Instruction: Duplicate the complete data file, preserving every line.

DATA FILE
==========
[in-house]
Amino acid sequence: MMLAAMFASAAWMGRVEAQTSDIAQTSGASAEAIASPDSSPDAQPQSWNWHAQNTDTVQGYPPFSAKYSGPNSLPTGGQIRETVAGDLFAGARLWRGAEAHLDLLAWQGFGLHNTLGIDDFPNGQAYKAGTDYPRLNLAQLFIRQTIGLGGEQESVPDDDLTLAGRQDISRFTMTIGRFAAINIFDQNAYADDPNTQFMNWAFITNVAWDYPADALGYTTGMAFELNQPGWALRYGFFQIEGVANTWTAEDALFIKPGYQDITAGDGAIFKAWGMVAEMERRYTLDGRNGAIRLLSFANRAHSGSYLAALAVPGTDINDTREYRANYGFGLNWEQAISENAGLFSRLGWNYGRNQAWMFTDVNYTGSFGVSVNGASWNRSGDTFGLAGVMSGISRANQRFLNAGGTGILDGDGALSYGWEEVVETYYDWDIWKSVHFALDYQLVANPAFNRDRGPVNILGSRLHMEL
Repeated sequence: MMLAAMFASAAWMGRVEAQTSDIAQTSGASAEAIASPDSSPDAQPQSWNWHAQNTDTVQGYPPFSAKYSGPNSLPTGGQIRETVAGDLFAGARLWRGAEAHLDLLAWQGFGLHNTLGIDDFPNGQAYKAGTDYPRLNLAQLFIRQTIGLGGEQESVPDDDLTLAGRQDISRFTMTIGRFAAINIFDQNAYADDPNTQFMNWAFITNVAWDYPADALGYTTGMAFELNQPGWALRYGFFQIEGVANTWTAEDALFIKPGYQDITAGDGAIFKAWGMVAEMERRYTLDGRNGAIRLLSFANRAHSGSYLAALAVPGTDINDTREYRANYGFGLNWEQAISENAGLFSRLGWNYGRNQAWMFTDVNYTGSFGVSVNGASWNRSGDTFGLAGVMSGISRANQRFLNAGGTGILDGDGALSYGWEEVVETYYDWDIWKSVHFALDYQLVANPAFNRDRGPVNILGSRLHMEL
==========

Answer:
[in-house]
Amino acid sequence: MMLAAMFASAAWMGRVEAQTSDIAQTSGASAEAIASPDSSPDAQPQSWNWHAQNTDTVQGYPPFSAKYSGPNSLPTGGQIRETVAGDLFAGARLWRGAEAHLDLLAWQGFGLHNTLGIDDFPNGQAYKAGTDYPRLNLAQLFIRQTIGLGGEQESVPDDDLTLAGRQDISRFTMTIGRFAAINIFDQNAYADDPNTQFMNWAFITNVAWDYPADALGYTTGMAFELNQPGWALRYGFFQIEGVANTWTAEDALFIKPGYQDITAGDGAIFKAWGMVAEMERRYTLDGRNGAIRLLSFANRAHSGSYLAALAVPGTDINDTREYRANYGFGLNWEQAISENAGLFSRLGWNYGRNQAWMFTDVNYTGSFGVSVNGASWNRSGDTFGLAGVMSGISRANQRFLNAGGTGILDGDGALSYGWEEVVETYYDWDIWKSVHFALDYQLVANPAFNRDRGPVNILGSRLHMEL
Repeated sequence: MMLAAMFASAAWMGRVEAQTSDIAQTSGASAEAIASPDSSPDAQPQSWNWHAQNTDTVQGYPPFSAKYSGPNSLPTGGQIRETVAGDLFAGARLWRGAEAHLDLLAWQGFGLHNTLGIDDFPNGQAYKAGTDYPRLNLAQLFIRQTIGLGGEQESVPDDDLTLAGRQDISRFTMTIGRFAAINIFDQNAYADDPNTQFMNWAFITNVAWDYPADALGYTTGMAFELNQPGWALRYGFFQIEGVANTWTAEDALFIKPGYQDITAGDGAIFKAWGMVAEMERRYTLDGRNGAIRLLSFANRAHSGSYLAALAVPGTDINDTREYRANYGFGLNWEQAISENAGLFSRLGWNYGRNQAWMFTDVNYTGSFGVSVNGASWNRSGDTFGLAGVMSGISRANQRFLNAGGTGILDGDGALSYGWEEVVETYYDWDIWKSVHFALDYQLVANPAFNRDRGPVNILGSRLHMEL